Do You Have a Stiff Neck? Ease the Pain Before Seeing a Specialist

Most of the time, neck pain isn’t a serious issue. In most cases, you might have been sitting wrong or straining it too much. The pain you feel is the result of poor posture and overuse. If this is the case, your pain will usually go away in a couple of days. When you experience pain that won’t go away, that’s a problem. At this point, it could be the result of a serious injury and need further care. So, if you find yourself with a stiff neck, follow these steps to help alleviate the pain before you see a physician.

Helping a Stiff Neck

When you’re at home, there are ways to ease the pain you feel in your neck. This is something to look into when you’re first feeling any sort of pain. After a week, it’s better to see a specialist to discuss and better assess your pain.

First, you can always apply ice to your neck. Switching from cold and then a heating pad can help ease the pain. For some, taking a pain reliever like ibuprofen can help. If this is too temporary, that’s your sign to see a physician.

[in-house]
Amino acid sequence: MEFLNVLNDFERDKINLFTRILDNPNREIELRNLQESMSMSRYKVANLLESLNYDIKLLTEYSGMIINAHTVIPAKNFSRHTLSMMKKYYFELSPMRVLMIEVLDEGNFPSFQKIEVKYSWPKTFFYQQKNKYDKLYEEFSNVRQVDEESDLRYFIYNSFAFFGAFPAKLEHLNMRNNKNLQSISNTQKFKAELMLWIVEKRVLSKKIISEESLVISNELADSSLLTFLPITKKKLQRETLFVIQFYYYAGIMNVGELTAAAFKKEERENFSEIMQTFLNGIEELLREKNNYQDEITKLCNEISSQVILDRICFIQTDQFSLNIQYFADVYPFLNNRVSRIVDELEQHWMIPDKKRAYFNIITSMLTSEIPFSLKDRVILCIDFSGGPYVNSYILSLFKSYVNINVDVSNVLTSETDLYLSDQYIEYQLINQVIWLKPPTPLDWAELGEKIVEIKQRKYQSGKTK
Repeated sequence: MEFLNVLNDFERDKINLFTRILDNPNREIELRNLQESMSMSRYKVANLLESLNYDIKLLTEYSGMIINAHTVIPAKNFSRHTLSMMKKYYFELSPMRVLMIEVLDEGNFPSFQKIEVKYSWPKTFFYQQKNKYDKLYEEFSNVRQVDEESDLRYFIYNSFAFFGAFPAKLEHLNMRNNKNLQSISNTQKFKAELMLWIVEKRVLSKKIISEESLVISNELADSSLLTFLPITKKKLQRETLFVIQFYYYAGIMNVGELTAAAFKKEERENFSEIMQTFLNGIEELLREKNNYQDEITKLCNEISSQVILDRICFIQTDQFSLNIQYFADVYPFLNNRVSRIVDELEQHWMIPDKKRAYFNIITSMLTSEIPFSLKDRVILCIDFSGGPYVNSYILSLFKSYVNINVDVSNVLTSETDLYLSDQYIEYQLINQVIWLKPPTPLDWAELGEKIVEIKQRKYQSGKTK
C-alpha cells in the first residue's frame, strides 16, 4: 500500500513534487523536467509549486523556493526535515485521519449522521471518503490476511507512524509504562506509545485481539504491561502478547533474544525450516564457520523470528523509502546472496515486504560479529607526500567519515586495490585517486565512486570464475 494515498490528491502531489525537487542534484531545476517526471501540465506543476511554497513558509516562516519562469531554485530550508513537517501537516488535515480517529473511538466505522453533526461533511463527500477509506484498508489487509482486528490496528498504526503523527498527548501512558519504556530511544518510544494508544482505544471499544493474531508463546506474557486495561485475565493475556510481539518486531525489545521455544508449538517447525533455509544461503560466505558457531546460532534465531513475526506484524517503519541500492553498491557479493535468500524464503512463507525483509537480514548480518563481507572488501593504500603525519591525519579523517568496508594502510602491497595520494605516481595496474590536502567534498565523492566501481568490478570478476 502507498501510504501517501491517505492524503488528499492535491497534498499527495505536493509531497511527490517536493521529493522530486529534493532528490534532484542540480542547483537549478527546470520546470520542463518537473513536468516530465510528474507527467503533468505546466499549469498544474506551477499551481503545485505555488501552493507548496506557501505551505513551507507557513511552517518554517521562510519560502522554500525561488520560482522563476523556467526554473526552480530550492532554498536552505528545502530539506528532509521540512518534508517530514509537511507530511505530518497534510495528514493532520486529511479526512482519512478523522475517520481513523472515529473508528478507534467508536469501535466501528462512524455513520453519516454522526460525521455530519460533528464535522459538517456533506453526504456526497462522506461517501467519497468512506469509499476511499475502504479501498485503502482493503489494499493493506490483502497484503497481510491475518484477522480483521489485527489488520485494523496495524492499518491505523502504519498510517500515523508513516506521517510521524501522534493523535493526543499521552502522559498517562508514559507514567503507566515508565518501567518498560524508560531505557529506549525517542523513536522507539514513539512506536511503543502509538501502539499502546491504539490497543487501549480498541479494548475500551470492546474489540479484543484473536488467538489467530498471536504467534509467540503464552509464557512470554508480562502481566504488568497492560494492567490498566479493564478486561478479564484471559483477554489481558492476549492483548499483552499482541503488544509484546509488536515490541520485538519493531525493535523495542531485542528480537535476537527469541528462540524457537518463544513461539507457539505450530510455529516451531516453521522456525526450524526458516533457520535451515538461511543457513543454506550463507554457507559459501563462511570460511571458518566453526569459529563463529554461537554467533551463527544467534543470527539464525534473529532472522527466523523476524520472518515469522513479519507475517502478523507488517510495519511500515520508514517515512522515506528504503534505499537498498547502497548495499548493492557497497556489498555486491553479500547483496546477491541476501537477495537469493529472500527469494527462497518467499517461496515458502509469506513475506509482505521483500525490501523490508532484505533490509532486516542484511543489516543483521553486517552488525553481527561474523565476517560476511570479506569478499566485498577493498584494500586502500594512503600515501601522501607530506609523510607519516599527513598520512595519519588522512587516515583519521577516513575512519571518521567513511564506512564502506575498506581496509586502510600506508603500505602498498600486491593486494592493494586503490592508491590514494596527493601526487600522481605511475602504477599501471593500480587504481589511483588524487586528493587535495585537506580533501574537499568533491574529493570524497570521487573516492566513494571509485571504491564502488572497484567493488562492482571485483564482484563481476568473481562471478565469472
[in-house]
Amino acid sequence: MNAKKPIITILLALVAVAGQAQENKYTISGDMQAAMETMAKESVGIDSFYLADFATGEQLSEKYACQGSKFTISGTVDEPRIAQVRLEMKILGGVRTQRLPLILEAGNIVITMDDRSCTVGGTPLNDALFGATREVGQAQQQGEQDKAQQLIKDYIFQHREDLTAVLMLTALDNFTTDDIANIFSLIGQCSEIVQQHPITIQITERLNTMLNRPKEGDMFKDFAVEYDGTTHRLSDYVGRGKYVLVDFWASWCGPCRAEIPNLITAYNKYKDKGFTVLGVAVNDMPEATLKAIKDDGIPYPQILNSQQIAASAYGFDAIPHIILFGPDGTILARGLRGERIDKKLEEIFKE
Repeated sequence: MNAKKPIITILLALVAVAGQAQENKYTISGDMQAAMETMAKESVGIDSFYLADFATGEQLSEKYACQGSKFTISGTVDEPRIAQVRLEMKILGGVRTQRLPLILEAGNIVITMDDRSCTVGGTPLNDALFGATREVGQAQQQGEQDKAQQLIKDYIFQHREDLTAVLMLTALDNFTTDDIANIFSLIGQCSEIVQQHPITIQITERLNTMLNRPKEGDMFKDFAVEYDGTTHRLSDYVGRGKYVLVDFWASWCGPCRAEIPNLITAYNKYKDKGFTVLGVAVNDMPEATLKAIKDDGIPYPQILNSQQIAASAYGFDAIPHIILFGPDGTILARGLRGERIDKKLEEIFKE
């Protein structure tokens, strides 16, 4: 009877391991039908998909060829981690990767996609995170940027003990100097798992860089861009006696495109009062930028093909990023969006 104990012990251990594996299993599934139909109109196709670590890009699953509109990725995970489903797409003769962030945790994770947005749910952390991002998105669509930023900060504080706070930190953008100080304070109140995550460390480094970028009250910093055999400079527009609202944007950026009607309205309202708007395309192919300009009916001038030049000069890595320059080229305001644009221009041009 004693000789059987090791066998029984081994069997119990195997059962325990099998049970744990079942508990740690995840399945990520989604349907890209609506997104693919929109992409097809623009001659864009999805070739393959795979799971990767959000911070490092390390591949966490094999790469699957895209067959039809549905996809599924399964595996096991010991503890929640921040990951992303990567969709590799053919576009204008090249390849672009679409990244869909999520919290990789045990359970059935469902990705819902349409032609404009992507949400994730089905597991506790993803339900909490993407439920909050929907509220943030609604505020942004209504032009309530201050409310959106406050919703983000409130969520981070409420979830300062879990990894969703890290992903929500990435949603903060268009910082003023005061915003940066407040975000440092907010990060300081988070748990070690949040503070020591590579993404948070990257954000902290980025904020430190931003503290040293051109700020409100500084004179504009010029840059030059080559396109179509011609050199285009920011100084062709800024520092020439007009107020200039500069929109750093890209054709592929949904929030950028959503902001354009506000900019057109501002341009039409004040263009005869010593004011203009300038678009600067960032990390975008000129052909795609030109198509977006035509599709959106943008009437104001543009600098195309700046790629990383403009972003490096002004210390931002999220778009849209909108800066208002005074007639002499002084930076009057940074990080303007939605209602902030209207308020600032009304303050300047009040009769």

If you think the pain might be from overuse, take a couple of days off from working out or any other activities. The symptoms should slowly fade. In relation to this, neck and shoulder exercise can be beneficial when advised by your physician. Moving your head from side to side can help with any tense muscles. Make sure that you’re also moving positions every so often. Standing or sitting for too long can cause further pain and stress on your body.

You can also try getting a gentle neck massage. Long hours of work and built-up stress can easily cause pressure in your neck to become painful. Take some time to relax and have your neck treated to a massage. When it’s time for bed, you can also use a special neck pillow for sleeping.

Seeing Your Physician

Notably, these solutions are only good for minor pain in your neck. As mentioned before, you should see a physician if the pain lasts longer than a week. When you talk to them, let them know about any recent injuries, no matter how unrelated they seem to be. Our body is all connected, so something seemingly unrelated might actually help determine the cause.